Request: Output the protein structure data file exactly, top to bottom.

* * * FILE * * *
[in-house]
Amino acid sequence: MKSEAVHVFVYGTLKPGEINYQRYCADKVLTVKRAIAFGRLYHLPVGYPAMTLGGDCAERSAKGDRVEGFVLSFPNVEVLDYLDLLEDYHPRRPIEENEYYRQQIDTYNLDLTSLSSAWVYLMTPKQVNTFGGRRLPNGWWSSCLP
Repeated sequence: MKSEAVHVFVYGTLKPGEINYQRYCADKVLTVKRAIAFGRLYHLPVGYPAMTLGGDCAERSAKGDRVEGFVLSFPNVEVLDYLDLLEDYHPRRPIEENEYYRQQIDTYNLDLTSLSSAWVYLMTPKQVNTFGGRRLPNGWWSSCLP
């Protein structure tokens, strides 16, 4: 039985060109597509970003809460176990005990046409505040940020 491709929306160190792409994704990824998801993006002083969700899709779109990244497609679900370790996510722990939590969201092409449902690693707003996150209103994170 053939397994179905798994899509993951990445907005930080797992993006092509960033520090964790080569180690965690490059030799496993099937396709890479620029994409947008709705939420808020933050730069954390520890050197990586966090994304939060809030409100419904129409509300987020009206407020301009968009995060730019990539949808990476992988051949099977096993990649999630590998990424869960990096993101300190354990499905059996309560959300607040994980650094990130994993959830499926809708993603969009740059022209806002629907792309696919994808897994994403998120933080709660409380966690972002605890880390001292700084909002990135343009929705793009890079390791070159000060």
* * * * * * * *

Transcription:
[in-house]
Amino acid sequence: MKSEAVHVFVYGTLKPGEINYQRYCADKVLTVKRAIAFGRLYHLPVGYPAMTLGGDCAERSAKGDRVEGFVLSFPNVEVLDYLDLLEDYHPRRPIEENEYYRQQIDTYNLDLTSLSSAWVYLMTPKQVNTFGGRRLPNGWWSSCLP
Repeated sequence: MKSEAVHVFVYGTLKPGEINYQRYCADKVLTVKRAIAFGRLYHLPVGYPAMTLGGDCAERSAKGDRVEGFVLSFPNVEVLDYLDLLEDYHPRRPIEENEYYRQQIDTYNLDLTSLSSAWVYLMTPKQVNTFGGRRLPNGWWSSCLP
């Protein structure tokens, strides 16, 4: 039985060109597509970003809460176990005990046409505040940020 491709929306160190792409994704990824998801993006002083969700899709779109990244497609679900370790996510722990939590969201092409449902690693707003996150209103994170 053939397994179905798994899509993951990445907005930080797992993006092509960033520090964790080569180690965690490059030799496993099937396709890479620029994409947008709705939420808020933050730069954390520890050197990586966090994304939060809030409100419904129409509300987020009206407020301009968009995060730019990539949808990476992988051949099977096993990649999630590998990424869960990096993101300190354990499905059996309560959300607040994980650094990130994993959830499926809708993603969009740059022209806002629907792309696919994808897994994403998120933080709660409380966690972002605890880390001292700084909002990135343009929705793009890079390791070159000060």